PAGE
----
Tiffany Cloud's Arizona Blog

musings from 35 yr AZ resident and Realtor®

A Random Act of being Neighborly – Taking the Lead in Protecting Your Neighborhood’s Value

I read an article today that I found fascinating.  It was just a little snippet of an article, only 4 short paragraphs.  It was entitled, “Survey:  Well-Kept Yards Most Important Factor in Determining Neighborhood Safety.”  The survey conducted by , reported by RIS Media and sponsored by Lowes, found that,  “75% of Americans believe the most important factor in determining a neighborhood’s safety is the up-keep of surrounding homes, especially the front lawns.”  The Chairman and Founder of was quoted as saying, “It’s interesting to see how home buyers determine neighborhood safety based on the neighborhood’s appearance and not as much based on police statistics or crime reports.” As a Realtor® who happens to have a foreclosure or two in my own neighborhood, I couldn’t help but think how the increase in distressed homes in our neighborhoods is a variable that we can’t control.  What used to be an anomaly, has become the norm.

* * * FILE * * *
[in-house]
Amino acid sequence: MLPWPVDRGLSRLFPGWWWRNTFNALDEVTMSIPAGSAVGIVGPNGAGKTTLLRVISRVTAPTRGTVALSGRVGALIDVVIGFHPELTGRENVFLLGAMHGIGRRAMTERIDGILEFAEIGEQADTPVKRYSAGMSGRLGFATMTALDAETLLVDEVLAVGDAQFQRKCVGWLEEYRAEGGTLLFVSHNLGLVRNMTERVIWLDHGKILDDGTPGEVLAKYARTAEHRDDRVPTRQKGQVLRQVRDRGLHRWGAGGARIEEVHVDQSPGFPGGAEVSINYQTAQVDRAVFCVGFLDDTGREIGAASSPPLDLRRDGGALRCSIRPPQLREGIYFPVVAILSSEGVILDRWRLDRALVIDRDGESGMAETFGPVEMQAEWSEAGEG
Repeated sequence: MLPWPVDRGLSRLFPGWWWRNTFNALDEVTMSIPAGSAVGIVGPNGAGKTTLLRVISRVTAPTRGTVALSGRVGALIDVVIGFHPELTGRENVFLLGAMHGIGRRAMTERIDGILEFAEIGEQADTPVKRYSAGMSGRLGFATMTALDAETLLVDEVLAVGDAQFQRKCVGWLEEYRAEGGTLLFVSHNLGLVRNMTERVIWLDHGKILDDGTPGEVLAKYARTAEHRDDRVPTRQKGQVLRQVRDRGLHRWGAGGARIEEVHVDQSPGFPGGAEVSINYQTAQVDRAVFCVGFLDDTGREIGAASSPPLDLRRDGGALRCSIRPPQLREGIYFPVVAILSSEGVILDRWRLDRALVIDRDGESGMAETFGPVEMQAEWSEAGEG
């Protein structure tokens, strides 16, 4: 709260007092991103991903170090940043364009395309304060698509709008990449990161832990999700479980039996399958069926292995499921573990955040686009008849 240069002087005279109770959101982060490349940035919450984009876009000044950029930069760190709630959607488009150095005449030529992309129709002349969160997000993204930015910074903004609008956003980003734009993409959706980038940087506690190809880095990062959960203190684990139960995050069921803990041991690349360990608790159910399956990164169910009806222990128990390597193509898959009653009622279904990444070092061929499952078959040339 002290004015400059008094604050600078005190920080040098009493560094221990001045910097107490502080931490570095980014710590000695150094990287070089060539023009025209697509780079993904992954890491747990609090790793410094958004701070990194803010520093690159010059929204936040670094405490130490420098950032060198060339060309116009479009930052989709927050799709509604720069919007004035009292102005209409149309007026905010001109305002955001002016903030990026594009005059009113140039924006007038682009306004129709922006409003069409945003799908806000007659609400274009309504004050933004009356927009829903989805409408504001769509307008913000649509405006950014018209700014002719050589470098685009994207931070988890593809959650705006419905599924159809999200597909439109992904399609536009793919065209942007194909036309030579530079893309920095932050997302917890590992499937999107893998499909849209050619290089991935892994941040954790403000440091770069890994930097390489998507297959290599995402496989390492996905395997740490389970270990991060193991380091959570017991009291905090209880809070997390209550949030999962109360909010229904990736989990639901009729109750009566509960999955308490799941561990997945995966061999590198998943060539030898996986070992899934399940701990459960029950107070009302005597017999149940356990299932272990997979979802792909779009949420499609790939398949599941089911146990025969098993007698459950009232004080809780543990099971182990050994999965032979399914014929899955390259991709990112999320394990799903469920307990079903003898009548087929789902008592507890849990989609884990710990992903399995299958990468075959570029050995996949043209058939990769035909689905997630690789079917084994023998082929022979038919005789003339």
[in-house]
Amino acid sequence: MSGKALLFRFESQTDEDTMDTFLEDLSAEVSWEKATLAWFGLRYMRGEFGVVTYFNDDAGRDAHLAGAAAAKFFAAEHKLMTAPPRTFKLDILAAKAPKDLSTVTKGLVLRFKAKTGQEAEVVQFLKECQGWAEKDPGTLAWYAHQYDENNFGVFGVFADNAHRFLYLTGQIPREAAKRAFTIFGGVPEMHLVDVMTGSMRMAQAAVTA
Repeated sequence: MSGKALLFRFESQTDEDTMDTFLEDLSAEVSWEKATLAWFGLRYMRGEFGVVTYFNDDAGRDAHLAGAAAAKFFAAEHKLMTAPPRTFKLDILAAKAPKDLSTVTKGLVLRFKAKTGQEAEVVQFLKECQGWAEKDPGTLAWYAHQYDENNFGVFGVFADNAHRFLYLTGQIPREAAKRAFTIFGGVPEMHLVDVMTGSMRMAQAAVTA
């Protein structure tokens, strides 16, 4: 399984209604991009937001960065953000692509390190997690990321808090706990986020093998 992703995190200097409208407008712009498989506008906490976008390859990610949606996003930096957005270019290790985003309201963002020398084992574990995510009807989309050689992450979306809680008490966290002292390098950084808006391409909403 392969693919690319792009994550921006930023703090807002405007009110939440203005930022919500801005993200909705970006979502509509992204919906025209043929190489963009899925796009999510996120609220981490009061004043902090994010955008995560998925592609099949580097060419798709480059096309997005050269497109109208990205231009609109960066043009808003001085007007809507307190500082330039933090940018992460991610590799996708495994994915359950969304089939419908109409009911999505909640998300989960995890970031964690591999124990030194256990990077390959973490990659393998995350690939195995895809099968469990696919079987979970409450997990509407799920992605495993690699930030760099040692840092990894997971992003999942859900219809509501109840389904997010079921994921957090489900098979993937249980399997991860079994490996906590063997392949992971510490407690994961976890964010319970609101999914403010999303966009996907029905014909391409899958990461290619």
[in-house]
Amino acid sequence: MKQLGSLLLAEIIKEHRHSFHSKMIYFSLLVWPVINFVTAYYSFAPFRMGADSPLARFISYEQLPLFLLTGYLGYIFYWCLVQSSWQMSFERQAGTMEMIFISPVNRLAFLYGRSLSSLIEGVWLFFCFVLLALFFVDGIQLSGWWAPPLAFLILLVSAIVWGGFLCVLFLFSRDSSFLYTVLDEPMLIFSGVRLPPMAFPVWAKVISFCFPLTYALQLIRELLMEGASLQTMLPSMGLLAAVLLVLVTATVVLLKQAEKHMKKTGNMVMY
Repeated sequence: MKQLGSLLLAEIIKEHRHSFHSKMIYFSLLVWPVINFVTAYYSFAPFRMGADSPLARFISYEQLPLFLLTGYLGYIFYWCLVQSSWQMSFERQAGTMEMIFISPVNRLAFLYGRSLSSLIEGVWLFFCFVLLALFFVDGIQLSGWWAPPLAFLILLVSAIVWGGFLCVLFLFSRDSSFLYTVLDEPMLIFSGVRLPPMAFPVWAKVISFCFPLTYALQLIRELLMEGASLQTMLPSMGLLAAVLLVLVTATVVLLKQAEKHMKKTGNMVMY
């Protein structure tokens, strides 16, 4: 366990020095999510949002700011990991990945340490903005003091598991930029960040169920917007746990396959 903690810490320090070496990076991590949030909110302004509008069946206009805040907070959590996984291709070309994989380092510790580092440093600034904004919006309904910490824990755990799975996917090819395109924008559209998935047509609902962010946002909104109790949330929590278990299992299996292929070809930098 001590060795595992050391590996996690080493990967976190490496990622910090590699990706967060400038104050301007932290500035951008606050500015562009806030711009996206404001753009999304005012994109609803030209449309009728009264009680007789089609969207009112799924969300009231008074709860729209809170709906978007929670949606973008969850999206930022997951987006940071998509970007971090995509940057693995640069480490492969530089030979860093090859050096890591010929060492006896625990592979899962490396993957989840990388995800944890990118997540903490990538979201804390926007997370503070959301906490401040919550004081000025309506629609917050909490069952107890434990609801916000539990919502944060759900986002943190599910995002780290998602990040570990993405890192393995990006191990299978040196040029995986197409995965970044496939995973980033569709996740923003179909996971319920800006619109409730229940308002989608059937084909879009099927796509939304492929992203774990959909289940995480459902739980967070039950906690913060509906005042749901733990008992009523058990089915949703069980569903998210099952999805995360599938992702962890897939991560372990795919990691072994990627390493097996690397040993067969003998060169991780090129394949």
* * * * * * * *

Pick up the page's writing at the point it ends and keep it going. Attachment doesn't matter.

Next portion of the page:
For a couple of years the government has been trying to stop the downward spiral that is our housing market.  The government has infused billions of dollars into housing programs, kept interest rates low, shored up the banks making real estate loans and offered cash incentives for home buyers.  Yet, we still find that foreclosures top the news on a daily basis and that more and more people are either being forced out of their homes or are voluntarily walking away from homes.  The phenomenon is no longer something we hear about on the news, but one we drive through everyday on our way to work as we exit our neighborhoods…. our very own neighborhoods.

So what about our neighborhoods?  What about the value of our homes? What about those homes that sit with the lawns overgrown, leaflets stacking up at the front door, empty driveways and that eerie sense of abandonment we drive past everyday?   My Grandmother used to say that asking the right questions was often the beginning of the finding the right answer.  If my Grandmother was right ,and she almost always was; the internal questions we ask ourselves as we drive past these abandons homes could be the key to the solution.

When is the government going to fix this housing crisis so my housing value stops free-falling?